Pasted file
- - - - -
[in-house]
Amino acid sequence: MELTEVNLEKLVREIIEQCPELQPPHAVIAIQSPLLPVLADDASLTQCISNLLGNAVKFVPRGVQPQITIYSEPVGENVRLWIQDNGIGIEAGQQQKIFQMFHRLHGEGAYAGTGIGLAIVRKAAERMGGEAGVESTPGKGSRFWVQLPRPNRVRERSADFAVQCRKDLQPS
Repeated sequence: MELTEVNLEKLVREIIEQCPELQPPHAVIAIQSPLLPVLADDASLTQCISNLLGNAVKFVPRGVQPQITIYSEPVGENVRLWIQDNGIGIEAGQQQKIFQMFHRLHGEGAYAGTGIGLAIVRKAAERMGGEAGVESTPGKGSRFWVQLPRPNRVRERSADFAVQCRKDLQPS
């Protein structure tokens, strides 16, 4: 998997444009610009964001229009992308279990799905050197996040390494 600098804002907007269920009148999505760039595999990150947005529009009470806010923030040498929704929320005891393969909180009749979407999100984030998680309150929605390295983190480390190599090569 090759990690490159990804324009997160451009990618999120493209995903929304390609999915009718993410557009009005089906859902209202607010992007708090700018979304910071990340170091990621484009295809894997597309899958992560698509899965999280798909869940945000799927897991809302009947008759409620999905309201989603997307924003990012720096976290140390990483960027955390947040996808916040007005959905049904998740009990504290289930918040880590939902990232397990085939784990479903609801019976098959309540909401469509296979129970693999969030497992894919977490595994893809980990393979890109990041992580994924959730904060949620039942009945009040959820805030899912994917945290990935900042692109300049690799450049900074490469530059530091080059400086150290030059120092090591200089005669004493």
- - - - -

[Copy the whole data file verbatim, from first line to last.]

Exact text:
[in-house]
Amino acid sequence: MELTEVNLEKLVREIIEQCPELQPPHAVIAIQSPLLPVLADDASLTQCISNLLGNAVKFVPRGVQPQITIYSEPVGENVRLWIQDNGIGIEAGQQQKIFQMFHRLHGEGAYAGTGIGLAIVRKAAERMGGEAGVESTPGKGSRFWVQLPRPNRVRERSADFAVQCRKDLQPS
Repeated sequence: MELTEVNLEKLVREIIEQCPELQPPHAVIAIQSPLLPVLADDASLTQCISNLLGNAVKFVPRGVQPQITIYSEPVGENVRLWIQDNGIGIEAGQQQKIFQMFHRLHGEGAYAGTGIGLAIVRKAAERMGGEAGVESTPGKGSRFWVQLPRPNRVRERSADFAVQCRKDLQPS
């Protein structure tokens, strides 16, 4: 998997444009610009964001229009992308279990799905050197996040390494 600098804002907007269920009148999505760039595999990150947005529009009470806010923030040498929704929320005891393969909180009749979407999100984030998680309150929605390295983190480390190599090569 090759990690490159990804324009997160451009990618999120493209995903929304390609999915009718993410557009009005089906859902209202607010992007708090700018979304910071990340170091990621484009295809894997597309899958992560698509899965999280798909869940945000799927897991809302009947008759409620999905309201989603997307924003990012720096976290140390990483960027955390947040996808916040007005959905049904998740009990504290289930918040880590939902990232397990085939784990479903609801019976098959309540909401469509296979129970693999969030497992894919977490595994893809980990393979890109990041992580994924959730904060949620039942009945009040959820805030899912994917945290990935900042692109300049690799450049900074490469530059530091080059400086150290030059120092090591200089005669004493």